J. L. BELL is a Massachusetts writer who specializes in (among other things) the start of the American Revolution in and around Boston. He is particularly interested in the experiences of children in 1765-75. He has published scholarly papers and popular articles for both children and adults. He was consultant for an episode of History Detectives, and contributed to a display at Minute Man National Historic Park.

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Tuesday, December 03, 2013

More from Bruce Richardson on the History of Tea

Here’s more of my exchange with Bruce Richardson, Tea Master for the Boston Tea Party Ships & Museum. He’s coming to Boston to speak about “Five Teas that Launched a Revolution” at the Old South Meeting House on Thursday, 5 December. That event will also be the debut of the new expanded edition of Jane Pettigrew and Bruce’s book A Social History of Tea, originally published by the National Trust of Britain.

Are there any common misconceptions about the tea involved in the Boston Tea Party?

The visitor’s center at Monticello says the tea was in brick form. That’s not true. The English, and hence the Americans, had no taste for brick tea. See this blog post for more about tea bricks.

Chocolate meant something very different in eighteenth-century cuisine from how we think of it today—it was a hot drink, not particularly sweet, and often for breakfast. Are there significant differences in the way people consumed tea between the 1770s and today? Did tea have a different symbolic or cultural connotation?

In the stylish homes of Boston and throughout provincial America, the ritual of taking tea reenacted and reinforced the growth of an Anglo-American culture. But it was a culture based on a global circulation of goods. Tea drinking, often dispensed from specially designed tables, gathered together goods from around the globe–tea and porcelain from China, sugar from the Caribbean, sweetmeats flavored with spices from Indonesia, all arrayed on a Turkish carpet and served by an African slave to gentlemen and ladies dressed in fabrics from India and China.

These Boston tea settings were similar to those found in the fine homes of London or Bath. The ensemble of objects might also have included Asian-modeled cane chairs and have been set off by Chinese-style wallpaper. Bostonians understood tea not as an exotic curiosity, but as one of the many global products that signaled their participation in a polite and worldly culture modeled after the lifestyles of their English cousins.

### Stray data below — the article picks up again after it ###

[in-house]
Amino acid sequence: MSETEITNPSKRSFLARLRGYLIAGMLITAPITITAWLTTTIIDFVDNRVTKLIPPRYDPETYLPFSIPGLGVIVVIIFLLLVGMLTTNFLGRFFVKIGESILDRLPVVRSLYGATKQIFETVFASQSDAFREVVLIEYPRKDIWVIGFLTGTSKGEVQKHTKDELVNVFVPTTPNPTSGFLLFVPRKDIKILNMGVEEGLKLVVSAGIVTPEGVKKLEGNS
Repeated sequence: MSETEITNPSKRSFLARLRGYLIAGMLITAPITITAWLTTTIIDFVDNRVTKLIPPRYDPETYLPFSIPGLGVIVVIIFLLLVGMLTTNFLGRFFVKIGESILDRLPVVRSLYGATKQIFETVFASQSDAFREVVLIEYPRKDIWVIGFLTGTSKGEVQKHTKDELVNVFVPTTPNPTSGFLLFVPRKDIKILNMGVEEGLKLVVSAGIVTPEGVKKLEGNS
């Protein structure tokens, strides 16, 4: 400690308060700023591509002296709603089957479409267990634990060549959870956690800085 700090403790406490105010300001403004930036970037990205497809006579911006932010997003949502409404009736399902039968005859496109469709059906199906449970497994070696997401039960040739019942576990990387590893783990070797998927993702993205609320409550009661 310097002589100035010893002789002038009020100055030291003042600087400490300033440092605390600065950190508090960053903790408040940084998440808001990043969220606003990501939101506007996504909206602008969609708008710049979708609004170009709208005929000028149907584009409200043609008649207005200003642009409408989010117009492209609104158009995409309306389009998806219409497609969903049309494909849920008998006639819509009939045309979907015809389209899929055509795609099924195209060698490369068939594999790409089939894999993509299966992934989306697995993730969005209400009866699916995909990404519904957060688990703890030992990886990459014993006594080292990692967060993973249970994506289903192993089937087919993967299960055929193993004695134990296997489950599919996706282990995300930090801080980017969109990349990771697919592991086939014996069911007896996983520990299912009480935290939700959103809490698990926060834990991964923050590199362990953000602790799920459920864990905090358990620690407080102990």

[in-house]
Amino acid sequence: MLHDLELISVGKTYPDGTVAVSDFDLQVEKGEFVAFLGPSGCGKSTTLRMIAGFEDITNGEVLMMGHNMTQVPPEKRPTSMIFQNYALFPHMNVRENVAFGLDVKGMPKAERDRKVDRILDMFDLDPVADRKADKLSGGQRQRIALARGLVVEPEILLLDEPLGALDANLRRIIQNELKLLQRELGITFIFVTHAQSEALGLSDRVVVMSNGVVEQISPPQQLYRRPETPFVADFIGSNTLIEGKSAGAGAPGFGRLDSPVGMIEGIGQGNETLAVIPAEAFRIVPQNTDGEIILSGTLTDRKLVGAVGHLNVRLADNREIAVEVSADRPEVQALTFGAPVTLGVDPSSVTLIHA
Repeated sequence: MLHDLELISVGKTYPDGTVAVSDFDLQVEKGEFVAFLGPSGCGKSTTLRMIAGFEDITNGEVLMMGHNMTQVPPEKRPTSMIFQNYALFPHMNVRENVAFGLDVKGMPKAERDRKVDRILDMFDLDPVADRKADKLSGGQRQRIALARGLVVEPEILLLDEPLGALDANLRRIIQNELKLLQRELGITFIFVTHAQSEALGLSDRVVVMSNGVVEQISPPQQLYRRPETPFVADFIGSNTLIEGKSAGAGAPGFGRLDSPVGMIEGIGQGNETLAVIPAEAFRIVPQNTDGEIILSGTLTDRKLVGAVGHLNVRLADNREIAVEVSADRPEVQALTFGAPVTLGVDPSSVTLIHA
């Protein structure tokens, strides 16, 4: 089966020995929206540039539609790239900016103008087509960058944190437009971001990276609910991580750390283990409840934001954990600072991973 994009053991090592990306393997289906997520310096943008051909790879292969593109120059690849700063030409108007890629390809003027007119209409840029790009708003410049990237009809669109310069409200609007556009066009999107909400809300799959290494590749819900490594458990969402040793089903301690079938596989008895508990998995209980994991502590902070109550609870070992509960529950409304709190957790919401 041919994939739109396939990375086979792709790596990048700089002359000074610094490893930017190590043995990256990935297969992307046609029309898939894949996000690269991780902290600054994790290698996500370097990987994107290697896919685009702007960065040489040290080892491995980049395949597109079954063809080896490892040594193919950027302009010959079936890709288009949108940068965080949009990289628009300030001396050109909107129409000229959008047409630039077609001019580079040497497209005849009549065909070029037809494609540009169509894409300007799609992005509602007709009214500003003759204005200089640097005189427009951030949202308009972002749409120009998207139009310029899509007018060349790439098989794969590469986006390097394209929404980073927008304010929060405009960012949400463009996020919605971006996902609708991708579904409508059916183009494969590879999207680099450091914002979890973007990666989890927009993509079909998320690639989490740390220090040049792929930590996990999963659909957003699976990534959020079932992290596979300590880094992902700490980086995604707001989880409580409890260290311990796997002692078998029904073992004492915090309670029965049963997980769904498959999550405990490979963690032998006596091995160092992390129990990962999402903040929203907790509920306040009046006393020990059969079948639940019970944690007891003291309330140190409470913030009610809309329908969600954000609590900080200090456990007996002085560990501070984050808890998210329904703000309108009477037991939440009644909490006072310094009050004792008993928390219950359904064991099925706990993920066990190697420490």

Some museums in Boston contain small bottles of tea said to have come from the Tea Party, gathered either from participants’ clothing or from the water. If you had access to those tea samples, would there be any way to tell if that tea was actually from 1773?

I would love to see those. I could probably tell whether it was machine- or hand-rolled which might negate its authenticity, but not confirm it.

And a bonus that’s a little out of period: What do you think of the theory that the Earl Grey mixture of tea and bergamot was an adulteration later gussied up with a noble name?

I don’t drink Earl Grey, but we tea-blenders all say it pays the mortgage. The most famous of all flavored teas was named after Charles, the 2nd Earl Grey (1764–1845) who was British Prime Minister from 1830 to 1834. The original recipe for this blend simply calls for black tea with the addition of oil of bergamot, squeezed from tiny lemons grown in the Mediterranean region. China black tea was first used as the base until English blenders began using India or Sri Lankan black teas as those gardens developed through the second half of the 1800s.

The stories about the origin of the blend are many and varied. Some say the recipe was given in thanks to a British diplomat when he saved the life of mandarin—or perhaps the mandarin’s son—while in China on a mission for the Prime Minister. Some say it was Earl Grey himself who was travelling in China and saved the mandarin. Neither story has ever been substantiated. You can read more in this blog posting.

Thanks to Bruce Richardson for sharing his knowledge of tea here, and at Old South and the Tea Party Ships!

Readers might be able to tell that the Boston 1775 staff doesn’t care much for Earl Grey tea. Here’s an article from World Wide Words discussing the mysterious origin of that term.

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